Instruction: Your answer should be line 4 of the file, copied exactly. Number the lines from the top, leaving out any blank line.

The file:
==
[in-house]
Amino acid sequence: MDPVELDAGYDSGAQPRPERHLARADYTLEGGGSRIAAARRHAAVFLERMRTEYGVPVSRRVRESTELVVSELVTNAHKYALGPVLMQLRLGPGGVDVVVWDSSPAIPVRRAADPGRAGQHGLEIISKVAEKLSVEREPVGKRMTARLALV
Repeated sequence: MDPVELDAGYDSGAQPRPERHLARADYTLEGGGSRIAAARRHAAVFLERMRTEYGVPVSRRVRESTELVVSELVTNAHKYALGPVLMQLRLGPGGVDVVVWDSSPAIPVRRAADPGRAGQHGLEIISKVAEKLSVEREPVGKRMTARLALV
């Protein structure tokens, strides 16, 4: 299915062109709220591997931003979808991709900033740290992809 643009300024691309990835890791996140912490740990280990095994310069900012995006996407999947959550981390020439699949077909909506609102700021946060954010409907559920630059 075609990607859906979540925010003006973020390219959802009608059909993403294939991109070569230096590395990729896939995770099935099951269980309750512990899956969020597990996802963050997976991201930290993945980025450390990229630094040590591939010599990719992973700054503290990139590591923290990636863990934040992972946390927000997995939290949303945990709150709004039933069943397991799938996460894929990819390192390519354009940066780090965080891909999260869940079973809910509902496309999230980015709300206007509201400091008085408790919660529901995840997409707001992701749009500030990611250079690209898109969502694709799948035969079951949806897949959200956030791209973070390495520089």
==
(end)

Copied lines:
């Protein structure tokens, strides 16, 4: 299915062109709220591997931003979808991709900033740290992809 643009300024691309990835890791996140912490740990280990095994310069900012995006996407999947959550981390020439699949077909909506609102700021946060954010409907559920630059 075609990607859906979540925010003006973020390219959802009608059909993403294939991109070569230096590395990729896939995770099935099951269980309750512990899956969020597990996802963050997976991201930290993945980025450390990229630094040590591939010599990719992973700054503290990139590591923290990636863990934040992972946390927000997995939290949303945990709150709004039933069943397991799938996460894929990819390192390519354009940066780090965080891909999260869940079973809910509902496309999230980015709300206007509201400091008085408790919660529901995840997409707001992701749009500030990611250079690209898109969502694709799948035969079951949806897949959200956030791209973070390495520089």